If you have an older home with a screened in porch, then the method used to install the screening is probably the same method that’s been around forever. This usually involves stretching large portions of screening while nailing or stapling every few inches. In most cases the seams are covered with a painted piece of trim or lath. This method of installing a screen does not involve any complicated tools or know-how, but it has many flaws. It is difficult to stretch the screen evenly and as a result, the screening noticeably sags over time. If the screen is in need of repair, then the painted trim must be removed along with a large section of screen and many, many fasteners.
If the rest of your screen is in relatively good shape and only one section needs to be repaired, then it might make sense to stick with the above method and just do the required repair. To do so, position the screen mesh so that it is square with the framing. Next, stretch the screen as tightly as possible. Attach your first staple at the top and center. Work your way outward by stapling every 2 inches. Next, attach the bottom of the screen using the same method, followed by doing the sides in the same fashion. Cover the seams with a strip of batten or lath.
If the entire screen has sagged, torn or is just plain old and needs replacing, then now would be a good time to explore other methods of screening a porch. One of the more popular choices for installing a porch screen is a spline screening system. A spline system uses strips of track (usually vinyl or metal) that are fastened to the porch framing which have grooves that, when used along with the vinyl splines, will hold the screening material in place. The spline is installed into the screening using what is known as a roller knife. The roller knife basically has a wheel with a groove, similar to a pulley, which pushes the spline and screening into the groove of the track. This is a very forgiving method of installing screening, since if a wrinkle appears while installing, then simply pull the spline out enough to straighten the wrinkle and then just continue down again. A piece of accompanying trim then snaps in place over the track. This is a superior system, since there is little to no chance of sagging, and incremental repairs are much simpler. There is no need to remove staples, etc.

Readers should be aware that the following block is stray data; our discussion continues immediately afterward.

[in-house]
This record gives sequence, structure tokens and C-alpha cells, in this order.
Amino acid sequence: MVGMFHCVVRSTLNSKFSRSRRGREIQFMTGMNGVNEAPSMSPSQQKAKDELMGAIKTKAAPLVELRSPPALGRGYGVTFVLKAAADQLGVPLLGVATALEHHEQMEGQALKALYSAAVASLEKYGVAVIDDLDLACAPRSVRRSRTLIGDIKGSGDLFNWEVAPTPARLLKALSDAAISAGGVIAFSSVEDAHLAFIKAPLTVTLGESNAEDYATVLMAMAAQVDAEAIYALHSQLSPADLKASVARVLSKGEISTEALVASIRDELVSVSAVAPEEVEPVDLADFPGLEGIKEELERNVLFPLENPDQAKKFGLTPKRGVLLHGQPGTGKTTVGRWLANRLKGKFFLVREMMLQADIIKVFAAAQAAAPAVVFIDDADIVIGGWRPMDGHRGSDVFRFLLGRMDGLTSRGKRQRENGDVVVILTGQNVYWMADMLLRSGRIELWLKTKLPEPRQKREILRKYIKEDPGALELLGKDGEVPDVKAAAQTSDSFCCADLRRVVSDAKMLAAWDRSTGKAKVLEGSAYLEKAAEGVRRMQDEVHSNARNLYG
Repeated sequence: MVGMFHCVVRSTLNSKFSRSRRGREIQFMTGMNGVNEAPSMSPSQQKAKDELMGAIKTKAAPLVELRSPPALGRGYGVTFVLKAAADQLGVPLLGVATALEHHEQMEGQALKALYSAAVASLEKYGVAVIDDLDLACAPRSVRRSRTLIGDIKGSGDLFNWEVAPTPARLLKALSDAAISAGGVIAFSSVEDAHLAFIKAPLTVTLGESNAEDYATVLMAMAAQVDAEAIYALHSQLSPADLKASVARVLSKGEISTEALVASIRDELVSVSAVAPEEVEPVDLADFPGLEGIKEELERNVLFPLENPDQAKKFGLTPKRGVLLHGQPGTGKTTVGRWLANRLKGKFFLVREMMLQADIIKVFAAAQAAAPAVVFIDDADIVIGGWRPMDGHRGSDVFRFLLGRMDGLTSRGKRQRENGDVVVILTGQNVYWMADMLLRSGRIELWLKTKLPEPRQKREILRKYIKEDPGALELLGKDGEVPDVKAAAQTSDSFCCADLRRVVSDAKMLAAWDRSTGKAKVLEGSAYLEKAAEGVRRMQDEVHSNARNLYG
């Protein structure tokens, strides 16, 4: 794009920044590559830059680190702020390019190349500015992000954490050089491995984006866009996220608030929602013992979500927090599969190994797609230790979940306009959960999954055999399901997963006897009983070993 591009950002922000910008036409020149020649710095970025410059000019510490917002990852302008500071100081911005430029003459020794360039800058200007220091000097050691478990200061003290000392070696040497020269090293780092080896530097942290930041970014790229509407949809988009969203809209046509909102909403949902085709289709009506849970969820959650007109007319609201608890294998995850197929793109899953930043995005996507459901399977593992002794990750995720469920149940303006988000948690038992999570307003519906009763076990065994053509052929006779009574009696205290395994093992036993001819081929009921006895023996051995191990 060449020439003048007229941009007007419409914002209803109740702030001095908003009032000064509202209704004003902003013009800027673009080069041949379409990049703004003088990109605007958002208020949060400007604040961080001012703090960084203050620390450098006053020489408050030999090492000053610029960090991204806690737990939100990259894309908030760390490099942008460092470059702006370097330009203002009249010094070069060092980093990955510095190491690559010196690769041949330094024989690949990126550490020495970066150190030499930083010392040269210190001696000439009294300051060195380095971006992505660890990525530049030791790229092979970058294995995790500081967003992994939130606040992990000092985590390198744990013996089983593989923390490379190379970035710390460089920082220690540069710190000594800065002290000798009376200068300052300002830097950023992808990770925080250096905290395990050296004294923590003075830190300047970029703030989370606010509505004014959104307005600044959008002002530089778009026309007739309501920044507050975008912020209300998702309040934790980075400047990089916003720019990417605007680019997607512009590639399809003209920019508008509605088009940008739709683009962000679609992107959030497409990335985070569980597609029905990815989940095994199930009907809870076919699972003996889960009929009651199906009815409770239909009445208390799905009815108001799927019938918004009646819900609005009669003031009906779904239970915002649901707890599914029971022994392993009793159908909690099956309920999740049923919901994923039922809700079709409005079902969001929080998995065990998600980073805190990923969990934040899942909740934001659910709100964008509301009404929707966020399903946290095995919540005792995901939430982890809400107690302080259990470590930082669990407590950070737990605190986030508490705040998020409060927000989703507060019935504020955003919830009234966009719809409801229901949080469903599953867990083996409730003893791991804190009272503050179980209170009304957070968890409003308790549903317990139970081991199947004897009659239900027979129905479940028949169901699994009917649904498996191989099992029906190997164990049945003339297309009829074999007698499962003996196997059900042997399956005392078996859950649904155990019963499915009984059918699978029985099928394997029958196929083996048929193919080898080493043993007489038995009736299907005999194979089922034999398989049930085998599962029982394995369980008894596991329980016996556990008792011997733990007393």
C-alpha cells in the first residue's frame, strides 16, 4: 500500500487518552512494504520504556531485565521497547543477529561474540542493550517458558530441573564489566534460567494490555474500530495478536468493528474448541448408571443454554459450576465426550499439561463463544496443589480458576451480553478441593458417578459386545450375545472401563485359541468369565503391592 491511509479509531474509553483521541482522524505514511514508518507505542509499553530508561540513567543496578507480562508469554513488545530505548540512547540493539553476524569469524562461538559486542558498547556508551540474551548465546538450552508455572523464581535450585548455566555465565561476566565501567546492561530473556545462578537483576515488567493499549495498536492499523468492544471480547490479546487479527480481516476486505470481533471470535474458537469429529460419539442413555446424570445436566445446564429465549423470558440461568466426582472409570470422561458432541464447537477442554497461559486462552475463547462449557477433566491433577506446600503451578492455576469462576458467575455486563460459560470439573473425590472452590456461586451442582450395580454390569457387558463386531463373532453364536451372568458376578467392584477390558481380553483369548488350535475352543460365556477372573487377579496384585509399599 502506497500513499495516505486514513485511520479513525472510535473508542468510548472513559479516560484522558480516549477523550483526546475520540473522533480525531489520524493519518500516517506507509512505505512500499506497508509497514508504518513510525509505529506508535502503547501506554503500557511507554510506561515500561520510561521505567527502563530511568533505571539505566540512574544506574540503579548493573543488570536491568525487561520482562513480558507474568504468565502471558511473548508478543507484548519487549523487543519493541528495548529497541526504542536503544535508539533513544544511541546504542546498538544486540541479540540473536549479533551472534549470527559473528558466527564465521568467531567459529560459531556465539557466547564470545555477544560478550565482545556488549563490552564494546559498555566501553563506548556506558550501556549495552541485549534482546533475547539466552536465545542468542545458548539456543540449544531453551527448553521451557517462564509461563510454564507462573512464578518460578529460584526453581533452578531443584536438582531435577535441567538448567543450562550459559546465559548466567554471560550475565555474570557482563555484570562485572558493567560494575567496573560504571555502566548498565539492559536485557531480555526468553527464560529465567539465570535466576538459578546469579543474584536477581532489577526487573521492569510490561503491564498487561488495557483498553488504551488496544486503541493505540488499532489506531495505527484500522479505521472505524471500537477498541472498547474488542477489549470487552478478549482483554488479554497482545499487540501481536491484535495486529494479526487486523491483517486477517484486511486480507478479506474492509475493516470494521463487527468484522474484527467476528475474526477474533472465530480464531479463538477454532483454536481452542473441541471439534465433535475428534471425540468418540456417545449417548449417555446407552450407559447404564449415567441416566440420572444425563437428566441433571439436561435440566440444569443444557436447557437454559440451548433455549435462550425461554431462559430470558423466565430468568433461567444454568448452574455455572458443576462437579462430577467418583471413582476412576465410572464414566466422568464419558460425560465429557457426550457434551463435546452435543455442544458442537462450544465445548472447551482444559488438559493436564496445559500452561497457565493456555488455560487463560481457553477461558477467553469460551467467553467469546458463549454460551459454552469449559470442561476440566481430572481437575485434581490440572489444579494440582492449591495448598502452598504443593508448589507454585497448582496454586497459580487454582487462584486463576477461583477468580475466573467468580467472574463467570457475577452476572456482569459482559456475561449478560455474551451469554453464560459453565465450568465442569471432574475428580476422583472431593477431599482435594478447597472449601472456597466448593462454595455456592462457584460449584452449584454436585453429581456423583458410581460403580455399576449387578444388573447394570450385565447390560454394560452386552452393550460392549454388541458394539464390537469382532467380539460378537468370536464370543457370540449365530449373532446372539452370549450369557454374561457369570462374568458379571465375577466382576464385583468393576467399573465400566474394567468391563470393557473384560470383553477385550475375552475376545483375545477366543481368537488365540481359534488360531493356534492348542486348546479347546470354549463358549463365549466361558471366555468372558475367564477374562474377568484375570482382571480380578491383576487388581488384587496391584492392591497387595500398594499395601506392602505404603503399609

A third option would be the use of removable screens. This would require a precisely measured framework in which to install the screens, but repairs are made much easier, since individual screens can be removed, fixed and replaced. Making your own screen frames is not overly difficult, though accurate measurement is key. If you would rather, it is possible to simply take down the measurements and have the screen frames made for you.
If you have an open porch that has only posts, then additional carpentry would be needed to install a screen system. You must install a top plate and a sill plate, as well as studs and rails on which to install your screening or spline tracks.
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